CommScope_Smarthome_IotWell, it’s been over a year since I reviewed my Google Home in this blog. This past Christmas, my sister got us one of the newest models, so now we have one upstairs and one downstairs. What do I think of this technology now? Let’s revisit.

CLICK TO TWEET: CommScope's Melissa Strait wants to know how you are implementing IoT devices in your home.

In addition to gaining another Google Home, our family grew by one…and the oldest became quite a talker at just barely four. He can have Google “play” and “stop” music. He sometimes asks Google questions, but usually Google doesn’t understand him or provide an answer. To be fair, the questions he asks show an imaginative flair that cannot be categorized in algorithms.

So, what do I use Google Home for now? I still set timers for cooking, and found they also work great for kiddo time-outs. I still listen to music. I discovered many radio stations are available, so I’ve happily added two local stations to the mix. I researched if I could use the two Google Homes as baby monitors, but that function is not available (hint, hint, Google and competitors).

For a busy working mom, Google Home does provide an extra set of “hands” for some basic items, but it isn’t a revolution in the Internet of Things (IoT)...yet. Billions of IoT devices are being installed in homes and offices around the globe. All this growing data traffic will have a big impact on communication networks, and hopefully offer new capabilities to make home life better.

CommScope is ready to support IoT network evolution. Check out the best practices for IoT in our Smart Building Connectivity ebook. It contains tons of info on network technologies in buildings. You will see how much a connected and efficient data center and network could play a role in your “connected home.”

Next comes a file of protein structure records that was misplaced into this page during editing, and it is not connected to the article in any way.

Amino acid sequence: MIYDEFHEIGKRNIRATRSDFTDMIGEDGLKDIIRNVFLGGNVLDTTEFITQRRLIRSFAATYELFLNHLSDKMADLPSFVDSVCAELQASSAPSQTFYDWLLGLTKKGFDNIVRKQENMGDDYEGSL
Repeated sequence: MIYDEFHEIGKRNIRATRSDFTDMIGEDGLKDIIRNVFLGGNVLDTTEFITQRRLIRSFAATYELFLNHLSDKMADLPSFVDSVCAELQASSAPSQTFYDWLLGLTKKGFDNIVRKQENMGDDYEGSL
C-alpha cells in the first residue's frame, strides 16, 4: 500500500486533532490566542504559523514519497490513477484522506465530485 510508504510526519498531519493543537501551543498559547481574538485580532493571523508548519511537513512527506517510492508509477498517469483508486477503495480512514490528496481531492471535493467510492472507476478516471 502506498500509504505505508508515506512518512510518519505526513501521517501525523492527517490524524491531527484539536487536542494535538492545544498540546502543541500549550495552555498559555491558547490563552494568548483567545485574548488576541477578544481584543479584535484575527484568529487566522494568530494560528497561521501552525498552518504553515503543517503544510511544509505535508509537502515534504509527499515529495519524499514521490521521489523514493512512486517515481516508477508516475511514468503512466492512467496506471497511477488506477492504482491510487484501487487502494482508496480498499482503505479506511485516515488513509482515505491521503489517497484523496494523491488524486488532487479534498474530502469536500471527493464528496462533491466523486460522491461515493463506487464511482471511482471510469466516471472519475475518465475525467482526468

How are you implementing IoT devices in your home?




About the Author

Melissa Strait

Melissa Strait is an executive assistant for the Office of CTO at CommScope. She has 10 years of experience in writing about arts, culture and the Twin Cities community and is excited to foray into broadband network solutions and wireless technology. Under her maiden name Slachetka, she held the title of freelance journalist, book reviewer, and newspaper editor until she decided to take the title of “Mrs.” by marrying a graphic designer and starting a family.

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1 comment for "Are you using a home IoT device yet?"
Bruce Thursday, August 02, 2018 6:38 PM

If the IoT means having more wireless devices ("a person streaming video wirelessly" (1)) and deploying more wireless systems ("work their way into 5G architectural requirements" (2)), then I don't want any part of it. Science is proving that radio frequency radiation (used in mobile phones, wireless routers, wireless phones,...) is harmful to humans. This following excerpt is eye opening, "Others have dismissed the strong evidence for harm from ELF- and RF-EMFs by arguing that we do not know the mechanism whereby such low energetic EMFs might cause cancer and other diseases. We have definitive evidence that use of a mobile phone results in changes in brain metabolism (Volkow et al., 2011). We know that low-intensity ELF- and RF-EMFs generate reactive oxygen species (ROS), alter calcium metabolism and change gene expression through epigenetic mechanisms, any of which may result in development of cancer and/or other diseases or physiological changes (see for many references). We do not know the mechanisms behind many known human carcinogens, dioxins and arsenic being two examples. Given the strength of the evidence for harm to humans it is imperative to reduce human exposure to EMFs. This is the essence of the “precautionary principle”." (3). A 5G network (high-data rate but short-range) will have a cell antenna every 100-500 feet, perhaps right in front of your house or right out your bedroom window! The industry is pushing to streamline the deployment of small cell (for 3G, 4G, and then 5G), and it is their desire to castrate every community in the country from their power to regulate where the small cell antennas go. So, though the industry chooses to ignore the evidence of harm to humans, animals, insects, and the environment in general, I choose to alleviate wireless devices from the atmosphere I live and work in. So I will use WIRED devices, but not WIRELESS devices. Excerpts taken from: (1), (2). (3)

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